Obese Horses Most Susceptible To Grass Founder

Lush spring grass increases the chance of founder in horses.

Actually founder, officially known as laminitis, can be caused by many different conditions, including overeating, taking on large amounts of water, hard riding and   problems at foaling.


“Grass founder is a
form of overeating, but is actually a merging of two conditions: obesity and a new supply of highly digestible grass,” according to Dr. Robert Leonard, veterinarian at West Plains, Missouri.

“If the horse is in working condition, it is very unlikely to founder on new grass,” Leonard pointed out. “The obese horse, on the other hand, can founder on good quality hay or summer grass that has gone to seed.

“The heavy horse has a threshold where it is safe.  This is when its nutrient intake matches the energy needs of its body,” Leonard continued.

As the level of a horse’s activity slows, so does the body’s machinery, which further reduces the need for energy.

“The heavy horse has become so efficient he is able to store a great deal away in the form of fat,” Leonard described.  “These storage areas can be seen over the ribs, across the rump, and most conspicuously forming a crest along the top of the neck. But, the horse just keeps on eating.”

After a winter of hay and little grain, the new grass looks very appealing. “It is also much more digestible than hay and pushes the horse over the threshold,” Leonard said. “After a few hours of grazing, the body starts to react to the new grass like it
would any foreign substance.

“This allergic reaction results in restriction of blood flow to the feet, which limits the
oxygen supply to the tissue,” Leonard continued. “Without oxygen, the cells die and the tissue starts breaking down, allowing the coffin bone to pull away from the hoof wall.”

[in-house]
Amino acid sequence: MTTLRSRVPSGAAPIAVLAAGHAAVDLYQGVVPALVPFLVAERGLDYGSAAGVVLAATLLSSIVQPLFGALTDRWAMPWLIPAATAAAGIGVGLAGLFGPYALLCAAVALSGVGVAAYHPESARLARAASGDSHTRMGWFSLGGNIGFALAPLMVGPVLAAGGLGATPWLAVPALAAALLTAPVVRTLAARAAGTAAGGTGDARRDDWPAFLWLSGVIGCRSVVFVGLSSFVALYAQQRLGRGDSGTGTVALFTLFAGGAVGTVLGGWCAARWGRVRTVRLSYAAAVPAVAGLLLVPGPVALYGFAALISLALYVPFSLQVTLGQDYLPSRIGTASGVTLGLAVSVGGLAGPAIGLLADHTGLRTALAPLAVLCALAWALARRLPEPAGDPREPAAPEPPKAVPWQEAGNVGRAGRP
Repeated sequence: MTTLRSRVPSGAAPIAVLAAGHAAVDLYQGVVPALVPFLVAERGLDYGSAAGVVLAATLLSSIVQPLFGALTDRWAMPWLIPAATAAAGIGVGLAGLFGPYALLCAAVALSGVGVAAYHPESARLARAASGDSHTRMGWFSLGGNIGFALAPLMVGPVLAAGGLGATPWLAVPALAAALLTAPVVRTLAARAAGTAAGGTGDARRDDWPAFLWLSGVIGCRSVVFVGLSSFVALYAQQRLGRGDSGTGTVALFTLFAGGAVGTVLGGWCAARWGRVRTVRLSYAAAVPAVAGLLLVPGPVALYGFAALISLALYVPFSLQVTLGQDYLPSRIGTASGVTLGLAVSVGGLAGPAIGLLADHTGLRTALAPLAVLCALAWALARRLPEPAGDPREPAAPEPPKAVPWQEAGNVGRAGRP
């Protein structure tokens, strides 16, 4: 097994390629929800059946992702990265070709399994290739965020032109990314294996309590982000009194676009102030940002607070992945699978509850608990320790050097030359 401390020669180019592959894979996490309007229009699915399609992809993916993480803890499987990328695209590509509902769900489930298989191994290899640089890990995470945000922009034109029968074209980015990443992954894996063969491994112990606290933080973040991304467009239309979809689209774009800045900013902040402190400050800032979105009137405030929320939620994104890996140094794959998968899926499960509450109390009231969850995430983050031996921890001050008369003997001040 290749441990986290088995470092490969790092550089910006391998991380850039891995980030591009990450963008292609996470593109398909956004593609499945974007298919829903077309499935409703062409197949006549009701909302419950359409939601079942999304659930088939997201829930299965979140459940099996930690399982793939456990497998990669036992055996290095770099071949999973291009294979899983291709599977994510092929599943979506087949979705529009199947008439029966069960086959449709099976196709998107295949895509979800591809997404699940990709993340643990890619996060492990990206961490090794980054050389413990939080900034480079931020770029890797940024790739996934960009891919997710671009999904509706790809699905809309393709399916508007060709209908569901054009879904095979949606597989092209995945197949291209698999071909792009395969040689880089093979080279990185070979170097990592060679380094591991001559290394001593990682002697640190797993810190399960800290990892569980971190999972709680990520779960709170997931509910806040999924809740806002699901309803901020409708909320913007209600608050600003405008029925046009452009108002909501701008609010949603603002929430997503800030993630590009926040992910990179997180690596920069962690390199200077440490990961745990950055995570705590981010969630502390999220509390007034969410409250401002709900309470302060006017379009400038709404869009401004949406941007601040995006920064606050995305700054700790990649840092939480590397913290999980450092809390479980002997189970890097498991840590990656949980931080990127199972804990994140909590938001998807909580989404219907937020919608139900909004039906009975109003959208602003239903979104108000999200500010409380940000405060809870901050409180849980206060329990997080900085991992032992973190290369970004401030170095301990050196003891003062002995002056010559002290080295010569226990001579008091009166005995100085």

The coffin bone is connected by tendons to the rest of the leg. These tendons run from that bone up the back of the leg to various muscles and are the ones flexing the leg when the horse walks or runs.

“Each time the foot makes contact with the ground, the tendons are drawn tight,” Leonard related. “Normally this gives spring to the step as the coffin bone is firmly attached to the hoof wall.  But common with inflammation of the foot, the tendons
actually add to the discomfort by pulling the coffin bone away from the hoof.”

The longer the toe of the hoof, the greater the break over a period of time, which keeps tension on the coffin bone longer. A shorter toe allows the foot to break over more quickly and before the tendons are drawn tight. Horses can be encouraged to
lie down to relieve pressure on the hooves.

“Treatments include administering antibiotics to fight infection, antitoxins to reduce bacterial toxicity, anticoagulants and vasodilators to improve blood flow to the feet,”
Leonard prescribed. “Painkillers and anti-inflammatories for your horse are also usually necessary.”

“A delay of even a few hours can literally be the difference between continued healthy living and euthanasia,” Leonard warned

As soon as the horse has been treated for the acute phase of founder, owners must turn attention to the hoof.

“Trimming the toe very short will allow more comfortable walking,” Leonard advised.  “In more severe cases, shoeing with a flat shoe, and preferably one with a worn toe, will protect the foot from contact with the ground.”

Additional doses of pain reliever or local nerve blocks may be necessary before the farrier can work on one foot while the horse supports all its weight on the other.

As the grass starts to respond to fall rains, horses can eat themselves into trouble
again.

“They become even more susceptible and should be placed in a dry lot and fed low quality hay,” Leonard commented. “The roughage is essential for intestinal function, but hopefully the horse will burn more calories digesting it than it will provide.

“Exercise, diet restriction, a serious illness, or nursing a foal are the only ways to slim   down the horse who has become obese,” Leonard concluded.

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